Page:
Members of the Board shall be appointed by the Governor from a list of qualified candidates to be submitted by the executive committee of the South Carolina Psychological Association, for terms of five years and until their successors are appointed and qualify.... If the association fails to furnish the Governor a list of eligible persons within the specified time preceding any vacancy the Governor shall appoint a qualified person as may seem to him to be proper.

Article III, Section 1 of our State Constitution vests the legislative power in the "General Assembly of the State of South Carolina." This Court has interpreted that investiture to prohibit the delegation of the appointive power to a private person or organization. Gold v. South Carolina Board of Chiropractic Examiners, 271 S.C. 74, 245 S.E.2d 117 (1978); Gould v. Barton, 256 S.C. 175, 181 S.E.2d 662 (1971). Appellant contends our recent decision in Gold mandates a finding that § 40-55-30, supra, is unconstitutional and in violation of Article III, Section 1. We disagree.

In Gold, we struck down Section 40-9-30, Code of Laws of South Carolina (1976), because that Section on its face violated Article III, Section 1. The evil of that legislation was that it restricted the Governor's authority to appoint members to the Board of Chiropractic Examiners to a list of the members of an admittedly private organization, the South Carolina Chiropractors' Association. The statute we found facially invalid because by its very terms it usurped the appointive power; there need be no exercise of the Board's authority in Gold to determine the conflict.

Here, while a private body, the South Carolina Psychological Association, submits a list of qualified candidates to the Governor who ultimately appoints members to the Board of Examiners in Psychology, there is nothing on the face of this statute which requires a qualified candidate to be a member of the private body which complies the list. In Gold we noted:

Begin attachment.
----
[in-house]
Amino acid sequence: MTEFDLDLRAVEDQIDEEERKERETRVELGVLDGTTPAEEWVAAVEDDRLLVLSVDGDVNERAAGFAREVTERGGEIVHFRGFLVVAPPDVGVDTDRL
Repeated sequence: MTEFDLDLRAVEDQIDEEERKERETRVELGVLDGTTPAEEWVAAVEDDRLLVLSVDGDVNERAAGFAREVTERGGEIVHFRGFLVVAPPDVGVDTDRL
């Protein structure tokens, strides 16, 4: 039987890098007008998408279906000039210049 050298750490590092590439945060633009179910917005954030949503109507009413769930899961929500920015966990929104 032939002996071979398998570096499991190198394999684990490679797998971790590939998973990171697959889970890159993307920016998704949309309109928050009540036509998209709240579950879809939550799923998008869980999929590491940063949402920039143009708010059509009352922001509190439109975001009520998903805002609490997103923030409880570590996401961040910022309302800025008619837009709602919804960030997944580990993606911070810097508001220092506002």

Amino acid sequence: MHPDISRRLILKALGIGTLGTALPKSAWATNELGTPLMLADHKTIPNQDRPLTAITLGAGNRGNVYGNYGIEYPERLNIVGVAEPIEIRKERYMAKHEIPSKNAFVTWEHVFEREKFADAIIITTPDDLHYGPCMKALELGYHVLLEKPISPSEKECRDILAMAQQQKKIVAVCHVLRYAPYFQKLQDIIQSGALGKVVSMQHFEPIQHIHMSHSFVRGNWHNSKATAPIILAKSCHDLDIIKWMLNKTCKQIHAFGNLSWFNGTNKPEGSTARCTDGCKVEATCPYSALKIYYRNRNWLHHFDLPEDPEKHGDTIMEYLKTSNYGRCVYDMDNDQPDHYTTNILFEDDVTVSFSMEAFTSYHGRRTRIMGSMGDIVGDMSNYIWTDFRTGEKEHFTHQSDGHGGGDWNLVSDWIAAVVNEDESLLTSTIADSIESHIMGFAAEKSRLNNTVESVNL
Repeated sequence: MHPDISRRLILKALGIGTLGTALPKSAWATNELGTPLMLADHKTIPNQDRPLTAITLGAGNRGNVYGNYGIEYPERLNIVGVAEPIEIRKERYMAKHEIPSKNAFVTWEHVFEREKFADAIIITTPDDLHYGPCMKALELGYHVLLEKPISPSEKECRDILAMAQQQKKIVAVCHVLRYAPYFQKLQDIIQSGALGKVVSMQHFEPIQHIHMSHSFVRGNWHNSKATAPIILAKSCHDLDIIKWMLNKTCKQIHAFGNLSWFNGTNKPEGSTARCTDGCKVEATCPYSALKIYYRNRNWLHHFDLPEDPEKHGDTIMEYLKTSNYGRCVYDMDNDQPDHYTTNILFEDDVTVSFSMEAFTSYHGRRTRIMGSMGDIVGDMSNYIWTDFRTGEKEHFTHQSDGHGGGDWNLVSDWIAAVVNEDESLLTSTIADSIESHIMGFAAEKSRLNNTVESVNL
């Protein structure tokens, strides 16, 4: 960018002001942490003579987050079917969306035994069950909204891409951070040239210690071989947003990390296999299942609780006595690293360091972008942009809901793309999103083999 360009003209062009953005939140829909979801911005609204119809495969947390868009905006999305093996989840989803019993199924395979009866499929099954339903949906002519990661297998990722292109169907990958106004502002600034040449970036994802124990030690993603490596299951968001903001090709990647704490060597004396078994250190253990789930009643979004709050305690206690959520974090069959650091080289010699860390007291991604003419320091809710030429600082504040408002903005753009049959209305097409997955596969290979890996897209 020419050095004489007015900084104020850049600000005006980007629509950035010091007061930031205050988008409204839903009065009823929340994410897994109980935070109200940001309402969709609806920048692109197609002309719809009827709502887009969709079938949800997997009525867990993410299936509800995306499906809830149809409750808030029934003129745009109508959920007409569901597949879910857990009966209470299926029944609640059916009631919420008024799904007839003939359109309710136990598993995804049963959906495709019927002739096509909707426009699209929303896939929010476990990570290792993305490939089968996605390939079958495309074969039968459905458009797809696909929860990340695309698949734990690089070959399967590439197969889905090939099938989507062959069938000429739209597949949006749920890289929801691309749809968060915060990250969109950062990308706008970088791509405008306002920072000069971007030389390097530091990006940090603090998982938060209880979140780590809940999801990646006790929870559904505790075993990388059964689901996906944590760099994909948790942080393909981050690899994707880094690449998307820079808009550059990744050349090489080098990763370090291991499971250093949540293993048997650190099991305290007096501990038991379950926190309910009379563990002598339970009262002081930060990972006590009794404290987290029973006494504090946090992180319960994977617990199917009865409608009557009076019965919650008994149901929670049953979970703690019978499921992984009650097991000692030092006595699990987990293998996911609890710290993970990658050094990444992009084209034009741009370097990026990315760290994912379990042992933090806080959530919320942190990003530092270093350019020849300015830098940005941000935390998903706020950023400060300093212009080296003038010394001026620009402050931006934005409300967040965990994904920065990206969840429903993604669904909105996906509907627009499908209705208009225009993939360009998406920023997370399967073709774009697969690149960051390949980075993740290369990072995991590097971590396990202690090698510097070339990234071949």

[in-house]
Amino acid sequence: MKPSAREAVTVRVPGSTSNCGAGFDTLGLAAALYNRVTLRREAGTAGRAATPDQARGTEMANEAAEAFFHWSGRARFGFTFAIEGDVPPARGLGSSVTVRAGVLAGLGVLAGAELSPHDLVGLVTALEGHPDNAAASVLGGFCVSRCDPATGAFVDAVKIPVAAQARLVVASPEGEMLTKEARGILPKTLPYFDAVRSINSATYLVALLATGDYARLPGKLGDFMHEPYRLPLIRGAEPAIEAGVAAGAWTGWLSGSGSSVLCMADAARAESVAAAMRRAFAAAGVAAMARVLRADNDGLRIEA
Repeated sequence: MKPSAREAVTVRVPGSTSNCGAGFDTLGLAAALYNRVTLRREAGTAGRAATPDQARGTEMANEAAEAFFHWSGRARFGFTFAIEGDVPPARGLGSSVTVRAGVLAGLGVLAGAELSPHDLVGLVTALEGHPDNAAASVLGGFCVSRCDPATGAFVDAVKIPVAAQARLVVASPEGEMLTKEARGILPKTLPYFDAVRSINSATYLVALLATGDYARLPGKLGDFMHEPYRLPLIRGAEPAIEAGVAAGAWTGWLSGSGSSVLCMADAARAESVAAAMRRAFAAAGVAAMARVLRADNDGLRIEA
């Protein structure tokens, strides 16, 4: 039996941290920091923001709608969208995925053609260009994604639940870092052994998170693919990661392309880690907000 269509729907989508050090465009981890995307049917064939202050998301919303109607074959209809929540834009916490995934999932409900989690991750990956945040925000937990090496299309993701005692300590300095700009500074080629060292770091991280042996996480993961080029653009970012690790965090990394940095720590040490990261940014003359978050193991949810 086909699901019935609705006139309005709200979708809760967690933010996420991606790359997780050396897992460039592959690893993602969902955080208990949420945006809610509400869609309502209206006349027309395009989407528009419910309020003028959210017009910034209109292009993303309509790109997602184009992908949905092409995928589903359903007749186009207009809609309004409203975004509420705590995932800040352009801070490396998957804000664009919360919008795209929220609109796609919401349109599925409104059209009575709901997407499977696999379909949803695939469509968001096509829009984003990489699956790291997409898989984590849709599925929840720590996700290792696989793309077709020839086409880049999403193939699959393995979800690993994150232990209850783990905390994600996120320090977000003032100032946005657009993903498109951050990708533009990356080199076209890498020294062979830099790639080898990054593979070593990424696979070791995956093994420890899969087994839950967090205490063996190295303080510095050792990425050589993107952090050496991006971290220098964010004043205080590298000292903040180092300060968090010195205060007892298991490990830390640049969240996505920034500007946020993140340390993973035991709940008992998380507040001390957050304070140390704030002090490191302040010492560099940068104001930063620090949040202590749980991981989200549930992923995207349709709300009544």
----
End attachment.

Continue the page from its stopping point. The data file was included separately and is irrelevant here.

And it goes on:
The Governor's authority to appoint the members of the Board is restricted by Section 40-9-30 to those persons who are members of the Association, a private organization. Thus, membership in the Association is a prerequisite to membership on the Board.

245 S.E. (2d) at 120.

There is nothing shown here to indicate the respondent Board's exercise of its statutory authority contravenes the appointive power. This Court has consistently approved the recommendation by private bodies with legitimate relationships to particular public offices of person to fill those offices. See: Gibbes v. Richardson, 107 S.C. 191, 92 S.E. 333 (1917); Floyd v. Thornton, 220 S.C. 414, 68 S.E.2d 334 (1951); State v. Taylor, 223 S.C. 526, 77 S.E.2d 195 (1953); Ashmore v. Greater Greenville Sewer Dist., 211 S.C. 77, 44 S.E.2d 88 (1947). We find no unlawful delegation of appointive power by the items of § 40-55-30.

We have carefully considered appellant's remaining exceptions, and conclude they are without merit. Accordingly, we affirm under Rule 23.

The judgment of the lower court is affirmed.